[pmwiki-devel] The (In)Security of IncludeUpload

Kathryn Andersen kat_lists at katspace.homelinux.org
Wed May 2 16:33:00 CDT 2007

On Wed, May 02, 2007 at 08:01:54AM -0500, Patrick R. Michaud wrote:
> On Wed, May 02, 2007 at 12:33:02PM +1000, Kathryn Andersen wrote:
> > There are a few issues I'm aware of:
> > 
> > 1. the command to do text-to-html conversion is a `command`, which
> > isn't secure, since someone could pass in arguments which would turn
> > it into `command arg;rm -rf /*` or the like.  With Perl, there are
> > things like taint.  I don't know what the equivalent is in PHP.
> PHP ain't got no taint.  :-)  Besides, even if it did, the 
> variables you're wanting to use here ($txt2html_args) would 
> be tainted, because they're coming from the "outside world".
> Out of curiosity, what `command` are you typically using to
> convert the text to html?  

The command is user-defined.  This is because I'm aware of at least two
good text-to-html converters (txt2html and asciidoc) and I wanted to
allow the wiki admin to choose whatever converter they wanted.
The command is defined in $IncludeUploadTxtToHtmlCmd
(though I'm thinking of changing this so that more than one "conversion"
command can be defined, so that people can do custom conversions on
things other than plain text files).  By default, the command is empty,
because people may not have a converter installed, and in that case it
just puts <pre> around the text.

So I have no control over what the actual command is, but since the
command is defined by the wiki administrator, then I think that's a
reasonable risk.
> One possibility might be to explicitly list the $txt2html_args
> that you're willing to accept, rather than take them directly
> from the directive argument.  (If you can provide a couple of
> examples, I can illustrate a way to do this.)

Since there can be completely different converters, I'm afraid this
approach won't work.  But I don't want to prevent editors passing
arguments in altogether, because I find it useful myself.

For example, for a text file which I know is a poem, I want to be able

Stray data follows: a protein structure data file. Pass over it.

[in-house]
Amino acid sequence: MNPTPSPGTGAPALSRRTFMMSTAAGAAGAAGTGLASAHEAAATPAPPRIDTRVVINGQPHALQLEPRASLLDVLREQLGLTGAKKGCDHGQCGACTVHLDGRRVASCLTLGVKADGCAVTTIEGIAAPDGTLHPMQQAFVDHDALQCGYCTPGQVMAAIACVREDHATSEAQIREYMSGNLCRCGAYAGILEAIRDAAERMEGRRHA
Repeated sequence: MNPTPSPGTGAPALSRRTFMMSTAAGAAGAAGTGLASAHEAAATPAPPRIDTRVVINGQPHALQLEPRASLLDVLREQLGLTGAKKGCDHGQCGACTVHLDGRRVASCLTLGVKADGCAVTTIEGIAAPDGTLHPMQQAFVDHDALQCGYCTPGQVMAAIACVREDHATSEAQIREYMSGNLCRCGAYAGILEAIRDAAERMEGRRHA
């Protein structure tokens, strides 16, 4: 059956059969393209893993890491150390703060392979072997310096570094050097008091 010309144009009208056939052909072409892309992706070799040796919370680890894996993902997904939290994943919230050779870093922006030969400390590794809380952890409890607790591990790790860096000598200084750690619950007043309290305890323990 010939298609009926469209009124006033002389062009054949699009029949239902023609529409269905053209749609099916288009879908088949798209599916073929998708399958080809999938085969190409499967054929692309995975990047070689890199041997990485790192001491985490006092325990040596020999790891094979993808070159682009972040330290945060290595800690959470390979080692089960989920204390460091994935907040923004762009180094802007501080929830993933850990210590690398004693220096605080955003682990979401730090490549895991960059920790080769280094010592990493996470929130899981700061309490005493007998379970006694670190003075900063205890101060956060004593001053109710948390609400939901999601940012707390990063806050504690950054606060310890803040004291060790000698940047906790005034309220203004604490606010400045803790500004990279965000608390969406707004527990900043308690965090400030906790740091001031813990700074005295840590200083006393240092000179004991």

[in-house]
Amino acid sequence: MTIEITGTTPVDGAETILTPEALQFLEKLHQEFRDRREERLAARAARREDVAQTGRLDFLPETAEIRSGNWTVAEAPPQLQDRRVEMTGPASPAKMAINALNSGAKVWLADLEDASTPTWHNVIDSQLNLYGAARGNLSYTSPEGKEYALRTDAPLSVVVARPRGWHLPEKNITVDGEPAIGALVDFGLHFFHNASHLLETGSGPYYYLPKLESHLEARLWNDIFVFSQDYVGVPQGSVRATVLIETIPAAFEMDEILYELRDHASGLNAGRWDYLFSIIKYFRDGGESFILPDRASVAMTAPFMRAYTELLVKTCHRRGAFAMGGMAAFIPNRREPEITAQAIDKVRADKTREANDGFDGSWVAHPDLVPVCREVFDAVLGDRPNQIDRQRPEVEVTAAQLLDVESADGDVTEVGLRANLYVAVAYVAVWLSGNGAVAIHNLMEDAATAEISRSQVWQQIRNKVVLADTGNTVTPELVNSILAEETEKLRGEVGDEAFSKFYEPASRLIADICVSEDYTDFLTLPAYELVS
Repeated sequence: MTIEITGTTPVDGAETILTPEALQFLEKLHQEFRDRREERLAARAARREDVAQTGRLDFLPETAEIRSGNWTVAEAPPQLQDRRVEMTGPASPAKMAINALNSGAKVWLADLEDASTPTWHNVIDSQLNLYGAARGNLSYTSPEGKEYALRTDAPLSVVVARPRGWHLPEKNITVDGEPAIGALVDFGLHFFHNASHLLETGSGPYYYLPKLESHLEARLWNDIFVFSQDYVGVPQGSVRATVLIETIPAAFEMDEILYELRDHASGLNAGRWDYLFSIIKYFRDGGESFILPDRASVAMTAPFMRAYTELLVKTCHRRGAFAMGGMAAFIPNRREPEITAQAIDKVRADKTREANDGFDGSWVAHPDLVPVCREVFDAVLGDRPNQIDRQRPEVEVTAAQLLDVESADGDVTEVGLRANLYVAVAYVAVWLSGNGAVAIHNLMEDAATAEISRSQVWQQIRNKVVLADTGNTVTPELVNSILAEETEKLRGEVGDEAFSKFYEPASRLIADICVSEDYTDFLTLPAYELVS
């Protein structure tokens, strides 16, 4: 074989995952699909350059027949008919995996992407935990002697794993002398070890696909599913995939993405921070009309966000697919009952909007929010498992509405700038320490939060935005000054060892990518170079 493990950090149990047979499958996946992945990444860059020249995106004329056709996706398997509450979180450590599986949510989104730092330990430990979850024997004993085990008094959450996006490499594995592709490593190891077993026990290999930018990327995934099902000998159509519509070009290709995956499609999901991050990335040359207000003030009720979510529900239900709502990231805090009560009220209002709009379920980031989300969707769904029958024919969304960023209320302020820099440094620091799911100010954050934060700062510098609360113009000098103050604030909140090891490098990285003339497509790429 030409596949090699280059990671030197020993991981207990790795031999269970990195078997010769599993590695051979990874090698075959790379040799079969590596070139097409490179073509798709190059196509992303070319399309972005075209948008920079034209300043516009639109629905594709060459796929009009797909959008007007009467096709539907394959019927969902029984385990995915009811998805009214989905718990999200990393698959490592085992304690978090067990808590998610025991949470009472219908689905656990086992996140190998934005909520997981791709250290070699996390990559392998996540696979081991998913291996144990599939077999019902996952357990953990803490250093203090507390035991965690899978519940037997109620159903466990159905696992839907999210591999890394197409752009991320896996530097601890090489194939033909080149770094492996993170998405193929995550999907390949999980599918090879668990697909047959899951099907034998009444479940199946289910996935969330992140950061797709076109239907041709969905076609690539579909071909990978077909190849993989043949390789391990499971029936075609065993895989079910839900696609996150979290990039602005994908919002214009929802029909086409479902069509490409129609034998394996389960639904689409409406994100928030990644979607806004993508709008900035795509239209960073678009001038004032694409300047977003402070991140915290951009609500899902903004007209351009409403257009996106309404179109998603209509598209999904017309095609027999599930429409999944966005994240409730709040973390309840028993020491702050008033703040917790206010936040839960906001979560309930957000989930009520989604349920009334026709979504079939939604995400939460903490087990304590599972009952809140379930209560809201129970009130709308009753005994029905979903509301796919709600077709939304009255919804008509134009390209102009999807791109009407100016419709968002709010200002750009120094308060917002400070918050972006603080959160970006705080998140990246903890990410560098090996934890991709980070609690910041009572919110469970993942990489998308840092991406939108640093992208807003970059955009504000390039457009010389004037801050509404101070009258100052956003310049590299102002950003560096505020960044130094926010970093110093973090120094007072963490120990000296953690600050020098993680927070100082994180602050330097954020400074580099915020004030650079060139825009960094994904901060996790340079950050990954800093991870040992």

to re-define the length of "short lines" do be quite long, so that the
converter (I use txt2html) will honour the line-breaks, but I only want
this to be done for poems, not other text files.
> > 2. Files stored in pmwiki/uploads are not checked to see whether
> > the user has read permission on them.  [...]
> > 3. Files stored under $DOCUMENT_ROOT do not check Apache permissions,
> > they just go straight to the filesystem, which means that if the
> > file is readable by Apache, then it's readable by anyone.
> > I don't know how to check for this.
> One answer might be to read the file's contents via url instead
> of directly off the filesystem (i.e., using a url-based fopen).

Hmmm.  Would this break for systems where the system admin has disabled
that kind of fopen?
> > I'm not sure how one
> > actually defines "read permission" for uploaded files, since
> > PmWiki puts permissions on wiki pages, and it isn't clear how one
> > would determine to which page a particular uploaded file "belongs",
> > in order to see if the user is allowed to read the uploaded file.
> > Presumably PmWiki does some sort of check when secure uploads are turned
> > on, but I don't know how or where that's done.
> When attachments are being protected ($EnableDirectDownload=0;), 
> PmWiki uses a page's read permissions to determine whether a 
> visitor has permission to view any of the attachments for that page.
> There's not really a concept of a separate set of permissions
> for individual attachment files.

So that means then that there's no point in trying to check the
permission of an *included* upload file, since the markup won't be
rendered unless the visitor has read permission for that page anyway.
Is that correct?

Thanks for your help!

Kathryn Andersen
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